Standards Issued for Government ID Cards; Biometric Data to Be Collected from Federal Employees, Contractors

The Washington Times (Washington, DC), February 24, 2006 | Go to article overview
Save to active project

Standards Issued for Government ID Cards; Biometric Data to Be Collected from Federal Employees, Contractors


Byline: Jennifer Harper, THE WASHINGTON TIMES

The National Institutes of Standards and Technology has issued the final specifications for standardized Personal Identity Verification cards required for all federal employees and civilian contractors by Oct. 27.

The cards - which use biometric data such as fingerprints, retinal scans, facial recognition and other smart technology - are under development in response to Homeland Security Presidential Directive 12, an order issued in 2004 by President Bush for mandatory, standard governmentwide IDs.

"The standards are in place. Several vendors have developed cards which are now being tested for compliance with those guidelines," said Curt Baker, manager of the PIV program at the standards agency, adding that the production timetable is in the hands of the General Services Administration.

The cards themselves are intended as a marvel of security and practicality, granting personnel access to any federal building or information system nationwide. PIV technology incorporates holograms, bar codes, microprinting and encrypted computer chips, which include signatures and personal demographic information, according to Identity Alliance, a private Indiana-based security firm.

"These standards will usher in a new generation of smart PIV cards that will work the same across all federally secured facilities," said company spokesman David Corcoran, who calls PIV cards a "personal information vault" and thinks they will have plenty of effect in the private sector as well.

The rest of this article is only available to active members of Questia

Sign up now for a free, 1-day trial and receive full access to:

  • Questia's entire collection
  • Automatic bibliography creation
  • More helpful research tools like notes, citations, and highlights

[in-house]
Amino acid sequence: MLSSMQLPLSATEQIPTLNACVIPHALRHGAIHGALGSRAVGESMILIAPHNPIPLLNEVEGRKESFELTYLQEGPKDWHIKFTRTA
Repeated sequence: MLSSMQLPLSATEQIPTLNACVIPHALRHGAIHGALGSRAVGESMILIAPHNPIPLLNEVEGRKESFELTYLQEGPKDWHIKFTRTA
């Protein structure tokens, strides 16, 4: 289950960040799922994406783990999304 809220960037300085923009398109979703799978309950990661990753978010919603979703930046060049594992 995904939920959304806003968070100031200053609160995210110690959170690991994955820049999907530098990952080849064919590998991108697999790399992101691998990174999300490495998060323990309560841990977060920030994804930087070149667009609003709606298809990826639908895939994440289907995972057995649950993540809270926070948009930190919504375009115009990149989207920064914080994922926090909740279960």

• Ad-free environment

Already a member? Log in now.

Notes for this article

Add a new note
If you are trying to select text to create highlights or citations, remember that you must now click or tap on the first word, and then click or tap on the last word.
Loading One moment ...
Project items
Notes
Cite this article

Cited article

Style
Citations are available only to our active members.
Sign up now to cite pages or passages in MLA, APA and Chicago citation styles.

Cited article

Standards Issued for Government ID Cards; Biometric Data to Be Collected from Federal Employees, Contractors
Settings

Settings

Typeface
Text size Smaller Larger
Search within

Search within this article

Look up

Look up a word

  • Dictionary
  • Thesaurus
Please submit a word or phrase above.
Print this page

Print this page

Why can't I print more than one page at a time?

While we understand printed pages are helpful to our users, this limitation is necessary to help protect our publishers' copyrighted material and prevent its unlawful distribution. We are sorry for any inconvenience.
Full screen

matching results for page

Cited passage

Style
Citations are available only to our active members.
Sign up now to cite pages or passages in MLA, APA and Chicago citation styles.

Cited passage

Welcome to the new Questia Reader

The Questia Reader has been updated to provide you with an even better online reading experience.  It is now 100% Responsive, which means you can read our books and articles on any sized device you wish.  All of your favorite tools like notes, highlights, and citations are still here, but the way you select text has been updated to be easier to use, especially on touchscreen devices.  Here's how:

1. Click or tap the first word you want to select.
2. Click or tap the last word you want to select.

OK, got it!

Thanks for trying Questia!

Please continue trying out our research tools, but please note, full functionality is available only to our active members.

Your work will be lost once you leave this Web page.

For full access in an ad-free environment, sign up now for a FREE, 1-day trial.

Already a member? Log in now.

Are you sure you want to delete this highlight?